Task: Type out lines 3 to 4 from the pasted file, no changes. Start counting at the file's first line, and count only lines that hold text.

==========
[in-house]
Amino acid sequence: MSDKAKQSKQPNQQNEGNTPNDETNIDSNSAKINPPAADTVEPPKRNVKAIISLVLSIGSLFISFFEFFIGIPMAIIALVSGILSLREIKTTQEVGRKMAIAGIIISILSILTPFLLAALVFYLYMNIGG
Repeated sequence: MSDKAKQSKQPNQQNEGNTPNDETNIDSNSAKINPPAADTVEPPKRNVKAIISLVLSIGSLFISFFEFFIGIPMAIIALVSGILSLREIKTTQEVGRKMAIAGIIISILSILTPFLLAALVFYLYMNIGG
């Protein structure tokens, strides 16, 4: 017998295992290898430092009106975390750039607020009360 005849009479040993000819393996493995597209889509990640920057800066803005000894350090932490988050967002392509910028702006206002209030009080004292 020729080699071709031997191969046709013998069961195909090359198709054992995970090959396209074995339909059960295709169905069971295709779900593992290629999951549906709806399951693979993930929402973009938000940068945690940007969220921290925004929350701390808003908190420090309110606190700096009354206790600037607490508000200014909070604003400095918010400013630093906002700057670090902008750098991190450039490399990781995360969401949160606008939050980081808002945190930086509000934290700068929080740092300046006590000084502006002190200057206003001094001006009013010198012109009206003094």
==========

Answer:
Repeated sequence: MSDKAKQSKQPNQQNEGNTPNDETNIDSNSAKINPPAADTVEPPKRNVKAIISLVLSIGSLFISFFEFFIGIPMAIIALVSGILSLREIKTTQEVGRKMAIAGIIISILSILTPFLLAALVFYLYMNIGG
């Protein structure tokens, strides 16, 4: 017998295992290898430092009106975390750039607020009360 005849009479040993000819393996493995597209889509990640920057800066803005000894350090932490988050967002392509910028702006206002209030009080004292 020729080699071709031997191969046709013998069961195909090359198709054992995970090959396209074995339909059960295709169905069971295709779900593992290629999951549906709806399951693979993930929402973009938000940068945690940007969220921290925004929350701390808003908190420090309110606190700096009354206790600037607490508000200014909070604003400095918010400013630093906002700057670090902008750098991190450039490399990781995360969401949160606008939050980081808002945190930086509000934290700068929080740092300046006590000084502006002190200057206003001094001006009013010198012109009206003094």